He died at the age of 88. See http://www.legacy.com/obituaries/nytimes/obituary.aspx?pid=187830739
The 'rule in Gibbs' is not well known on the European continent. In the English insolvency world, however, it’s a rule that can not be overlooked, and receives severe criticism. It goes back to over a century, but recently has kept laywyers in several parts of the world busy. The rule of Gibbs refers to the case of Gibbs & Sons v La Société Industrielle et Commercial des Métuax ((1890) 25 QBD 399). In this case the defendant, a French company, had agreed to buy copper to be delivered in England by the plaintiff. The defendant refused to accept the copper and so was liable in damages to the plaintiff. The defendant was placed in judicial liquidation in France and it was assumed that as a matter of French law, the defendant was discharged from its liability in damages. However, the English court held that French law was irrelevant because it was ‘… not a law of the country to which the contract belongs, or one by which the contracting parties can be taken to have agreed to be bound; it is the law of another country by which they have not agreed to be bound.’ Fletcher (I reviewed the latest edition of his book at http://www.bobwessels.nl/blog/2017-06-doc3-fifth-edition-fletcher-the-law-of-insolvency/) is extremely offended as English private international law in this respect ‘… is insular and xenophobic in the extreme, and plainly guilty of maintaining dual standards with regard to the principle of universality of bankruptcy’. Other parts of Fletcher’s opinions are cited, last week, by Hildyard J in Bakhshiyeva v Sberbank of Russia & Ors  EWHC 59 (Ch). The High Court maintains to apply the Gibbs rule, however the judgment is an interesting read for its fundamental discussion, with references to quite some other cases and sources, ending with the conclusion that the introduction of a ‘new Model Law’ concerning the recognition and enforcement of insolvency related judgement may solve the problem. I would add, indeed, as the European Insolvency Regulation (Recast) applies to foreign discharges presented as separate judgments and to discharge judgments closely related to insolvency proceedings, see Article 1(1) and 32(1) EIR 2015 respectively.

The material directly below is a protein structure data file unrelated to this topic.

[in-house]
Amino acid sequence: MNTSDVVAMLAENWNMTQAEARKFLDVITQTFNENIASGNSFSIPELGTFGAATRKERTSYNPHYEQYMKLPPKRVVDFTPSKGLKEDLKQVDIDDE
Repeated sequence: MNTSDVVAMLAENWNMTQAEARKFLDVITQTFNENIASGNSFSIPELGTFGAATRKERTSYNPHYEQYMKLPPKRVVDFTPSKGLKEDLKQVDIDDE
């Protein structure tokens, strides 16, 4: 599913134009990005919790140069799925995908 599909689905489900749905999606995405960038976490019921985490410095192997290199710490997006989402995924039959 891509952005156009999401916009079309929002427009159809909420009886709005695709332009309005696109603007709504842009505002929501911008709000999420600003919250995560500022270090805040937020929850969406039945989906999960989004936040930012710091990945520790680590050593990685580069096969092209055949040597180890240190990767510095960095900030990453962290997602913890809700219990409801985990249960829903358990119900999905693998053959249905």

Two hours ago (Dutch time) in the USA, Congress did not pass an appropriations bill to continue funding the federal government beyond 19 January. The budget deadline has passed; there will be a government 'shutdown'. After Christmas 2017, again holidays for bankruptcy lawyers? Not in California: the Bankruptcy Court for the Central District of California announced that the federal judiciary will use other funds to allow federal courts to remain open. During that time, scheduled hearings will be held as usual, filings will be accepted, and hours of operation, availability of systems, and other services will continue as normal. The Court will remain open for approximately three weeks through 9 February 2018. In case of any change of circumstances, the Court will provide another public notice. So also judges have to worry about keeping up their pants, as we say in the Netherlands. See http://www.cacb.uscourts.gov/sites/cacb/files/documents/news/PN%2018-002.pdf